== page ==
(In case it matters, I currently work out of home doing New/Online Media work, and see staff members in person a few times a month.)
posted by Ash3000 to Work & Money (14 answers total) 31 users marked this as a favorite
 
When people care 'too much' about what they do, it is often because they are taking it personally i.e. part of their ego is involved in how well something turns out. These are the people who are stressed, defensive etc etc. Like their sense of self, dignity, pride, whatever, is totally on the line every single time. They're trying to protect themselves from feelings of shame or something, lest someone see less than the best in them, call them out on it, and send them into a low-self esteem spiral.

I think that's perfectionism?

So google around for ways to deal with perfectionism.

Learn humility.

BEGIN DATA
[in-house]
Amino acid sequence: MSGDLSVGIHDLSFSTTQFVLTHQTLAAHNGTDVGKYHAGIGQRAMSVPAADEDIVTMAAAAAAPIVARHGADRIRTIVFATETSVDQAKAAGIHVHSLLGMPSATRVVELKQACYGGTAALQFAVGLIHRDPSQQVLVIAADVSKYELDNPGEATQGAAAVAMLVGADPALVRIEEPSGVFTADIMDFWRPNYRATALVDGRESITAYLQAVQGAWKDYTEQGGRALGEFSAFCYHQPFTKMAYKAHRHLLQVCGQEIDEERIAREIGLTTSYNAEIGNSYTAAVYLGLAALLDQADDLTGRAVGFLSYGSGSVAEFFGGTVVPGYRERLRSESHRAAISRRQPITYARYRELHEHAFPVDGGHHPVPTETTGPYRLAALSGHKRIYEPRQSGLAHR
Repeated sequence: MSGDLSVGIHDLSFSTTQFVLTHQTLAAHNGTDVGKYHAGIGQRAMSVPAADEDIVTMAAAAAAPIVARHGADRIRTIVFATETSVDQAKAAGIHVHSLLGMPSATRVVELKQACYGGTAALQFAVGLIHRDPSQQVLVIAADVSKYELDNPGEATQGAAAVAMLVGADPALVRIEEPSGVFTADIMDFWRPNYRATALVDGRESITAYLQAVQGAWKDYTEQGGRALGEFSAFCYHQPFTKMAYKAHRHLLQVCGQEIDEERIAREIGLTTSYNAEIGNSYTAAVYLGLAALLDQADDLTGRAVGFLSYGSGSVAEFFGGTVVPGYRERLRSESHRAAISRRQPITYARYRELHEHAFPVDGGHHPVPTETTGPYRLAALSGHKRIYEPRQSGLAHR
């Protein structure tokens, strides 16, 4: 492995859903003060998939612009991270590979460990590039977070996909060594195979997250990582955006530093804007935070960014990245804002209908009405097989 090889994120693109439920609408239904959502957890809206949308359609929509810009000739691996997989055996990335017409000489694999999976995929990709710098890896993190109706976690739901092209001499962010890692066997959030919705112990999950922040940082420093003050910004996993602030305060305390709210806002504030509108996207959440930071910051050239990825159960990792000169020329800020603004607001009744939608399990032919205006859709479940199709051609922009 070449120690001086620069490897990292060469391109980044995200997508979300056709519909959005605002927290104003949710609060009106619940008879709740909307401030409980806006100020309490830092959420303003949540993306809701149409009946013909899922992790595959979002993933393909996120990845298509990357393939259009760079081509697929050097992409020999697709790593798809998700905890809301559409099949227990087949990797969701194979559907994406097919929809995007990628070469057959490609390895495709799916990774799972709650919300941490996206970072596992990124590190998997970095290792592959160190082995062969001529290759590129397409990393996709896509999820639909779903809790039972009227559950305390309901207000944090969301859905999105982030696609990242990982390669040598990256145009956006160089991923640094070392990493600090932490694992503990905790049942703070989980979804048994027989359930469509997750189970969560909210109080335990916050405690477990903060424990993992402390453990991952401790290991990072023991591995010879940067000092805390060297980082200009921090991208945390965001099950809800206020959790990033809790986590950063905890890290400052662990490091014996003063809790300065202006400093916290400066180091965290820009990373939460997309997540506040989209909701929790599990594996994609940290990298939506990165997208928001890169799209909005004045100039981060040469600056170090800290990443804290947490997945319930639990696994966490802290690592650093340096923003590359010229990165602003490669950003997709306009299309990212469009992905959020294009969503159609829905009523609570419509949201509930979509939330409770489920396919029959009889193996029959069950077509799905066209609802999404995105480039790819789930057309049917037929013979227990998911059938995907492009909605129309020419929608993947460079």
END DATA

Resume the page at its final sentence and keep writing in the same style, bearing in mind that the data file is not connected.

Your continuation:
Then everything is 'your best effort' + 'always room to grow' and it's a happy light feeling. It's serious, but not dire, if you know what I mean.

That's what I'd do.
posted by St. Peepsburg at 8:04 AM on March 24 [4 favorites]


Perfectionism is a subset of anxiety. Humans have many ways to manage anxiety:

- clarifying expectations
Are you getting clear information from your supervisors? Do you feel the need to make it better/work longer because you're not certain what's expected? Most advocacy work is infinite; it's important to define small goals along the way to avoid drowning.

- meditation (or its medicalized close cousin, mindfulness-based stress reduction)
This daily practice teaches one how to let go of troublesome thoughts, like "this isn't good enough" or "other workers do it better" or "if I just put in another hour/day/month the results would be more effective."

- drugs
Anti-anxiety drugs like clonazepam or lorazepam have an effect much like two beers, in ten minutes. They are highly habituating (and in some people, addictive as well).

- regular exercise
Provides quiet time to pound on the anxious feelings with your feet/hands/etc.